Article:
Durbin: Senate Apropriations Committee Approves $63.4 Million in Defense Funding for Projects in Illinois

[Washington, DC] – Assistant Senate Majority Leader Dick Durbin (D-IL) today announced that the Senate Appropriations Committee, of which he is a member, has approved $63,400,000 in federal funding to assist defense related facilities and projects across Illinois.  The bill has been reported by the Committee and now awaits consideration by the full Senate.  


The Fiscal Year 2011 defense spending bill includes funding for the following projects:

  • Children’s Memorial Hospital, Chicago: $3,600,000in funding to support research into regenerative genes and techniques to activate them.  This research will also investigate cardiomyopathy treatments.  Potential treatments could help injured servicemembers recover from major trauma involving limb loss and vascular and cardiac injury.

  • Columbia College, Chicago: $4,000,000 in funding to expand an existing Columbia College project that uses computer-based simulation to virtually train troops to handle battlefield situations.  The video and audio technology Columbia College has developed would be used to help the Army establish improved human feature detection technology with the potential to detect movement and communication cues that might suggest a potential risk to troops in the field.

  • Illinois Institute of Technology, Chicago: $2,000,000 in funding to continue the partnership between the Illinois Institute of Technology (IIT) and the Army Research Lab, with IIT developing a cyber security system that can detect, respond and recover from security compromises on a computer network.  The prototype system will be evaluated for effectiveness using Department of Defense datasets that mimic an attack on a computer.

  • Illinois National Guard, Springfield: $8,000,000 in funding for the purchase Chemical and Biological Protective Shelters, which are mobile systems military medical units use to triage patients. The shelters are integrated into a military vehicle allowing provision of care in locations where medical infrastructure is not present or is compromised.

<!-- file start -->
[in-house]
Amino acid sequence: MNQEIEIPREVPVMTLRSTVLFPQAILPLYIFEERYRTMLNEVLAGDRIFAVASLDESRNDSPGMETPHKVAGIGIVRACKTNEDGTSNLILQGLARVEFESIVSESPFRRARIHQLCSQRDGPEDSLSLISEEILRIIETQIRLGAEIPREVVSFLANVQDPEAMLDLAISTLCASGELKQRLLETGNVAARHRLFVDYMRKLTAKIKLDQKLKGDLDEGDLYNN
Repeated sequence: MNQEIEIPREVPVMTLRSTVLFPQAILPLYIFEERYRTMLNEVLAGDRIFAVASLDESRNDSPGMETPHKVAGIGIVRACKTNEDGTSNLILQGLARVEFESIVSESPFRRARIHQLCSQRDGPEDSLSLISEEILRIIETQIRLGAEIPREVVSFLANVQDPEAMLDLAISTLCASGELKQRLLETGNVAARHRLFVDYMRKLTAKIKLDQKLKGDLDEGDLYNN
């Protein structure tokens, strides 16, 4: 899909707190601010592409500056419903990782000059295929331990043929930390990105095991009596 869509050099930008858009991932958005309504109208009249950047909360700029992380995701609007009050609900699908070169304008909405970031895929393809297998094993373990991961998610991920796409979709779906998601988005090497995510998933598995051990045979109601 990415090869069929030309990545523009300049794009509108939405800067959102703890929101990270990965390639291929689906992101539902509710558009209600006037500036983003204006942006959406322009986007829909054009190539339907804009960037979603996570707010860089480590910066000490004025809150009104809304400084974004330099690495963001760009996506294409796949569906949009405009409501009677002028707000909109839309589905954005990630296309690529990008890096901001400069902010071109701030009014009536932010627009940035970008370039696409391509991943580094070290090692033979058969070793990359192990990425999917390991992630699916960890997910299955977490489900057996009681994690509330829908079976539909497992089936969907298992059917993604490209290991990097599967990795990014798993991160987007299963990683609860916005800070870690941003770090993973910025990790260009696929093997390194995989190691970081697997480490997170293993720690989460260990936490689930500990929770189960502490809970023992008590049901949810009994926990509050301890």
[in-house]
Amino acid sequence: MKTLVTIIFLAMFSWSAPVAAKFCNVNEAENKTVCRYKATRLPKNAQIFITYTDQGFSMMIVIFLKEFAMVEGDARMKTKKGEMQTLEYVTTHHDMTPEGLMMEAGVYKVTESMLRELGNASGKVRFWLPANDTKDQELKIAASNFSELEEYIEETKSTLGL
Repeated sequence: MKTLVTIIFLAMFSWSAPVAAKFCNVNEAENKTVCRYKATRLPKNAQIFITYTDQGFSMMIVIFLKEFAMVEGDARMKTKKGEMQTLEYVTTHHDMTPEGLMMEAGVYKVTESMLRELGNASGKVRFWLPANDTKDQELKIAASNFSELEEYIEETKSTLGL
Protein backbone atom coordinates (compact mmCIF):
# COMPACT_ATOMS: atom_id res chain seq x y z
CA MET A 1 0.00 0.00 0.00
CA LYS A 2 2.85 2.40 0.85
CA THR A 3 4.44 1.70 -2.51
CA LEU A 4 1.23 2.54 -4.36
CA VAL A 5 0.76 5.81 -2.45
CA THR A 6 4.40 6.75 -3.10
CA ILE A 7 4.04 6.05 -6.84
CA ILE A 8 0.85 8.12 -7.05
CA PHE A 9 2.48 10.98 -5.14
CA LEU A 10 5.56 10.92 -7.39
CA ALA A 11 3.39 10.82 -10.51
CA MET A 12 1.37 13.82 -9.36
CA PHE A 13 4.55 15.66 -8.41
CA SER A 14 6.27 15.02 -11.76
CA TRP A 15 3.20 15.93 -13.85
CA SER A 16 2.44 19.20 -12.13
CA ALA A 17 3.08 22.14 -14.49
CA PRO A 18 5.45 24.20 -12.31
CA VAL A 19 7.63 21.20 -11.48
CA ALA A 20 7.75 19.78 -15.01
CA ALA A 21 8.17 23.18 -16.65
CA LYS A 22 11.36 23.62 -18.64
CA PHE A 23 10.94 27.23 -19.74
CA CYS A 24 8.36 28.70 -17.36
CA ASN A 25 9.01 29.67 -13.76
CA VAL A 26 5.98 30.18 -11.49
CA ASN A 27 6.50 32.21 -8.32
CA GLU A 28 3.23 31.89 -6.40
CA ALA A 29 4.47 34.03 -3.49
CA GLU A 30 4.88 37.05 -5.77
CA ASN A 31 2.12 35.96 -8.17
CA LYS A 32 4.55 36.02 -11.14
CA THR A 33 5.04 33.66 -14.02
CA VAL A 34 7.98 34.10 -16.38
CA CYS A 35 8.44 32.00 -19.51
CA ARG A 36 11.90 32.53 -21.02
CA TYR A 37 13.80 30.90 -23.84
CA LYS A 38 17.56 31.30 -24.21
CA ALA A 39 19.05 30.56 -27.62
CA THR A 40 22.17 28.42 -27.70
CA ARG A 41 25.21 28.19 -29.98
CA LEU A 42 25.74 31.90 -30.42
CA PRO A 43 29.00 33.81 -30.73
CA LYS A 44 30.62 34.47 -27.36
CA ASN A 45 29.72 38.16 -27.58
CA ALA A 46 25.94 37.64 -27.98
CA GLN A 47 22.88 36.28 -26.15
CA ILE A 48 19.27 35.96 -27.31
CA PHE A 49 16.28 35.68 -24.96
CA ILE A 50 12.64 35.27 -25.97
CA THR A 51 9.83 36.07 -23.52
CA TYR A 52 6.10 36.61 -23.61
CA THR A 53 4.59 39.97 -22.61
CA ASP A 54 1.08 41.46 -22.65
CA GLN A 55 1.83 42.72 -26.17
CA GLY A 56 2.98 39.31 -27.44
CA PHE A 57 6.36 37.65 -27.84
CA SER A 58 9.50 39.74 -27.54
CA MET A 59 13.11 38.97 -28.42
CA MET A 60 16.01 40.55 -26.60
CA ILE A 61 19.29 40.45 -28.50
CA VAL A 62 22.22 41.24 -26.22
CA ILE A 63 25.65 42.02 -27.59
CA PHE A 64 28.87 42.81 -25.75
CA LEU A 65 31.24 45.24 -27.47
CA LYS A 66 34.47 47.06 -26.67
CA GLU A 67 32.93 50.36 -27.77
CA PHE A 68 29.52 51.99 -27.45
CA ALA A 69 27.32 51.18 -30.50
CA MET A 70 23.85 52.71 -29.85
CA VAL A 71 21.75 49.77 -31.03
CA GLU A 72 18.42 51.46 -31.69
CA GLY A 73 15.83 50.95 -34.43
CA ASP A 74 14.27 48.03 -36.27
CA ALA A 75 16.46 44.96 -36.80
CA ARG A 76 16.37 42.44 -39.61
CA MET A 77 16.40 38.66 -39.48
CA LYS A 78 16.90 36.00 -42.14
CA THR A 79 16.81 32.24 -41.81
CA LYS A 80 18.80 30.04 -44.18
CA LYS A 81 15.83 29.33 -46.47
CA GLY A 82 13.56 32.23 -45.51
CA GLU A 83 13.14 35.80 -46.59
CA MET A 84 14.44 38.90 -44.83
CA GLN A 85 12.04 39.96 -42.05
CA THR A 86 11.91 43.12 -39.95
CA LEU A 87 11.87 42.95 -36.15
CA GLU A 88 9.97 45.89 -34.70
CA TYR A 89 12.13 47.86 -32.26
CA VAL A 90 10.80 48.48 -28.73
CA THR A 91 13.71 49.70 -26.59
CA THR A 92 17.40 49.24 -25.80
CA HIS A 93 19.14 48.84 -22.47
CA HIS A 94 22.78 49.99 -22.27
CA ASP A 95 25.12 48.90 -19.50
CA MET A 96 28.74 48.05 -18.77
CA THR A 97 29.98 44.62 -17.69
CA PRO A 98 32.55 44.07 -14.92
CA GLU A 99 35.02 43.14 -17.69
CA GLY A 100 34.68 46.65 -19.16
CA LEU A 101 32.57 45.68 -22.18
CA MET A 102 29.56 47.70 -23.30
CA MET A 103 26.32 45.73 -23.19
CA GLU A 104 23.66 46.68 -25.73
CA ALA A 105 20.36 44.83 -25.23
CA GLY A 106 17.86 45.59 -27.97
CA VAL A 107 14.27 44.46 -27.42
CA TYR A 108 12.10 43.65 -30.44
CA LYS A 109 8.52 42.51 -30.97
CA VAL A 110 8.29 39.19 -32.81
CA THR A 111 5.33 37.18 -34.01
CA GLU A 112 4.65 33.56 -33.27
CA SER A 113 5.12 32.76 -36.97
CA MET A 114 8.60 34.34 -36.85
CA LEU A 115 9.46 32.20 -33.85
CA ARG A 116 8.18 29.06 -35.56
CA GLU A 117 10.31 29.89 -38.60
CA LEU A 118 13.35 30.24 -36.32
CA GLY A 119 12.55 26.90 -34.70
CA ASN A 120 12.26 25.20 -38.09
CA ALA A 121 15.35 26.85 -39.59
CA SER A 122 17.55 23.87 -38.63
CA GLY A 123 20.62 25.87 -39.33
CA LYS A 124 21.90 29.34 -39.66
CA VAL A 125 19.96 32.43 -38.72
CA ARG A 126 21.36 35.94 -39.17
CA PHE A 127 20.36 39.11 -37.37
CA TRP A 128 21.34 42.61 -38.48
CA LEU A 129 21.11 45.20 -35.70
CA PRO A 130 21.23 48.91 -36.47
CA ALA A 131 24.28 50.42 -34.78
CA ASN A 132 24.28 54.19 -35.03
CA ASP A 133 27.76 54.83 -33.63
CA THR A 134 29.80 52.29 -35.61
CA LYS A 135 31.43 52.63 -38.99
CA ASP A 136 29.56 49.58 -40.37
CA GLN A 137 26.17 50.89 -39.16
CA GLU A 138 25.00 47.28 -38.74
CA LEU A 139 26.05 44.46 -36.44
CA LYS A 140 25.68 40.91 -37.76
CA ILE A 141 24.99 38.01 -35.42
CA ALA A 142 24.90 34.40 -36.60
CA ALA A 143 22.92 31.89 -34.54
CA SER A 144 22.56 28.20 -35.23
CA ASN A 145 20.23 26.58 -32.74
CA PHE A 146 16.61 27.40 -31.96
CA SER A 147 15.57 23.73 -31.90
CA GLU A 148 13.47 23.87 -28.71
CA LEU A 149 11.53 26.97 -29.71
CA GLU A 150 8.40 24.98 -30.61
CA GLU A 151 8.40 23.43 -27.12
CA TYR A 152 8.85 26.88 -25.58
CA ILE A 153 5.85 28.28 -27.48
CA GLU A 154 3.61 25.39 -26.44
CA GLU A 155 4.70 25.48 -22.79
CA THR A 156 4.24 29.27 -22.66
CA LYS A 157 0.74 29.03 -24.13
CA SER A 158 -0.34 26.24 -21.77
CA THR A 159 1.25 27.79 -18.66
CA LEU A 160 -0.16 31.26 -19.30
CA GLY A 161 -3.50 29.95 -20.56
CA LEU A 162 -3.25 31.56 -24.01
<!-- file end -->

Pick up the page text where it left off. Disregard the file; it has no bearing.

• Loyola University Hospital, Maywood:  $2,400,000 in funding to purchase additional equipment and expand current research at the Burn and Shock Trauma Institute.  This project will continue Loyola's research in burn trauma and infection, injuries commonly encountered in battlefield and military settings.  Specifically, the funding will support research examining the relationship between burn infections and hypermetabolism, a reaction to severe burns that greatly diminishes the body’s ability to heal.

  • Naval Station Great Lakes, Great Lakes: $1,000,000 in funding to allow the Naval Station to install solar thermal energy technology at its facilities.  The system will reduce electricity and natural gas costs, expand the use of cost-effective renewable energy, and lower carbon emissions.

  • Northern Illinois University, DeKalb: $4,000,000 in funding for a research project on potential improvements in fuel economy and the durability of military and civilian motors. New electronics, manufacturing processes, and lightweight engineered materials offer the potential of increased fuel economy, reduced weights and sizes, more durable equipment, and lower operating costs.